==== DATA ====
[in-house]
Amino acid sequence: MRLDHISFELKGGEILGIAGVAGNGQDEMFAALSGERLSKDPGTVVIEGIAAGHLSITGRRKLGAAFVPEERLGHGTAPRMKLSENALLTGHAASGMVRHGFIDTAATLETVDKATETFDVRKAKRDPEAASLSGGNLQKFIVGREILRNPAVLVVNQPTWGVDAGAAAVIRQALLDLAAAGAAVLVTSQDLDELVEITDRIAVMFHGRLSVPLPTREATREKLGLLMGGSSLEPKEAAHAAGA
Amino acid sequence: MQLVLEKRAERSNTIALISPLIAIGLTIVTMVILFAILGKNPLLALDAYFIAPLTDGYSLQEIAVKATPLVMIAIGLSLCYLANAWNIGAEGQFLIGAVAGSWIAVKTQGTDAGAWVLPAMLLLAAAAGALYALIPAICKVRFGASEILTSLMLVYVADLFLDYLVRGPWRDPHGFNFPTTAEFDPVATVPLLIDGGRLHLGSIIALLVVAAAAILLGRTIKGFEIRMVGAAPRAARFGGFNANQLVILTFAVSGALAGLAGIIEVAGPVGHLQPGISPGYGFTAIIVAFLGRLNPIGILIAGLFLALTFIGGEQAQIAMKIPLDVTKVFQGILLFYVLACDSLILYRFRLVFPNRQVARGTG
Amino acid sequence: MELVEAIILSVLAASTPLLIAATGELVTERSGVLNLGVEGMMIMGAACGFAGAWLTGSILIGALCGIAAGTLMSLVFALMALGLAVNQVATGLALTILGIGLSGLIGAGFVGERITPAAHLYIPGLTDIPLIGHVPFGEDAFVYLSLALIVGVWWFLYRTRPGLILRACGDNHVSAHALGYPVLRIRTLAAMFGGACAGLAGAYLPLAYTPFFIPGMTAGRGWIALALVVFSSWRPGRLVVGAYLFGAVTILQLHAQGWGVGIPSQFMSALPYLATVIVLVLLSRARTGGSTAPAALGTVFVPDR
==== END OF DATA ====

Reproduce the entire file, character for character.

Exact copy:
[in-house]
Amino acid sequence: MRLDHISFELKGGEILGIAGVAGNGQDEMFAALSGERLSKDPGTVVIEGIAAGHLSITGRRKLGAAFVPEERLGHGTAPRMKLSENALLTGHAASGMVRHGFIDTAATLETVDKATETFDVRKAKRDPEAASLSGGNLQKFIVGREILRNPAVLVVNQPTWGVDAGAAAVIRQALLDLAAAGAAVLVTSQDLDELVEITDRIAVMFHGRLSVPLPTREATREKLGLLMGGSSLEPKEAAHAAGA
Amino acid sequence: MQLVLEKRAERSNTIALISPLIAIGLTIVTMVILFAILGKNPLLALDAYFIAPLTDGYSLQEIAVKATPLVMIAIGLSLCYLANAWNIGAEGQFLIGAVAGSWIAVKTQGTDAGAWVLPAMLLLAAAAGALYALIPAICKVRFGASEILTSLMLVYVADLFLDYLVRGPWRDPHGFNFPTTAEFDPVATVPLLIDGGRLHLGSIIALLVVAAAAILLGRTIKGFEIRMVGAAPRAARFGGFNANQLVILTFAVSGALAGLAGIIEVAGPVGHLQPGISPGYGFTAIIVAFLGRLNPIGILIAGLFLALTFIGGEQAQIAMKIPLDVTKVFQGILLFYVLACDSLILYRFRLVFPNRQVARGTG
Amino acid sequence: MELVEAIILSVLAASTPLLIAATGELVTERSGVLNLGVEGMMIMGAACGFAGAWLTGSILIGALCGIAAGTLMSLVFALMALGLAVNQVATGLALTILGIGLSGLIGAGFVGERITPAAHLYIPGLTDIPLIGHVPFGEDAFVYLSLALIVGVWWFLYRTRPGLILRACGDNHVSAHALGYPVLRIRTLAAMFGGACAGLAGAYLPLAYTPFFIPGMTAGRGWIALALVVFSSWRPGRLVVGAYLFGAVTILQLHAQGWGVGIPSQFMSALPYLATVIVLVLLSRARTGGSTAPAALGTVFVPDR